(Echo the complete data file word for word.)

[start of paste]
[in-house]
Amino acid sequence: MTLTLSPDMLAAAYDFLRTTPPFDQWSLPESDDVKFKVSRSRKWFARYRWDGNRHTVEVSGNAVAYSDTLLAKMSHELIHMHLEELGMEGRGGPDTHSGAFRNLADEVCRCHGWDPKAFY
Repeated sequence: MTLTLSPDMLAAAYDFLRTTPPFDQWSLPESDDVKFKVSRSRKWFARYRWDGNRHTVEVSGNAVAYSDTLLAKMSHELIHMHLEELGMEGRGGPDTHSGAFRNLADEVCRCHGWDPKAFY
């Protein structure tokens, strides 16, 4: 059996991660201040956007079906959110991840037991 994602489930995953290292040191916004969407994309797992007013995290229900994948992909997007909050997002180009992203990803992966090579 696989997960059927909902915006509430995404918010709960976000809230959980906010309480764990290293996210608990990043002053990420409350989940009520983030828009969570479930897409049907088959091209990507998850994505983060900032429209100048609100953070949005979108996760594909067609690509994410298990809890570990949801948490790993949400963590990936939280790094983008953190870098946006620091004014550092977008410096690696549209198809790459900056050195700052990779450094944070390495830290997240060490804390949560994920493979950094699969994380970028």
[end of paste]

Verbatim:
[in-house]
Amino acid sequence: MTLTLSPDMLAAAYDFLRTTPPFDQWSLPESDDVKFKVSRSRKWFARYRWDGNRHTVEVSGNAVAYSDTLLAKMSHELIHMHLEELGMEGRGGPDTHSGAFRNLADEVCRCHGWDPKAFY
Repeated sequence: MTLTLSPDMLAAAYDFLRTTPPFDQWSLPESDDVKFKVSRSRKWFARYRWDGNRHTVEVSGNAVAYSDTLLAKMSHELIHMHLEELGMEGRGGPDTHSGAFRNLADEVCRCHGWDPKAFY
């Protein structure tokens, strides 16, 4: 059996991660201040956007079906959110991840037991 994602489930995953290292040191916004969407994309797992007013995290229900994948992909997007909050997002180009992203990803992966090579 696989997960059927909902915006509430995404918010709960976000809230959980906010309480764990290293996210608990990043002053990420409350989940009520983030828009969570479930897409049907088959091209990507998850994505983060900032429209100048609100953070949005979108996760594909067609690509994410298990809890570990949801948490790993949400963590990936939280790094983008953190870098946006620091004014550092977008410096690696549209198809790459900056050195700052990779450094944070390495830290997240060490804390949560994920493979950094699969994380970028």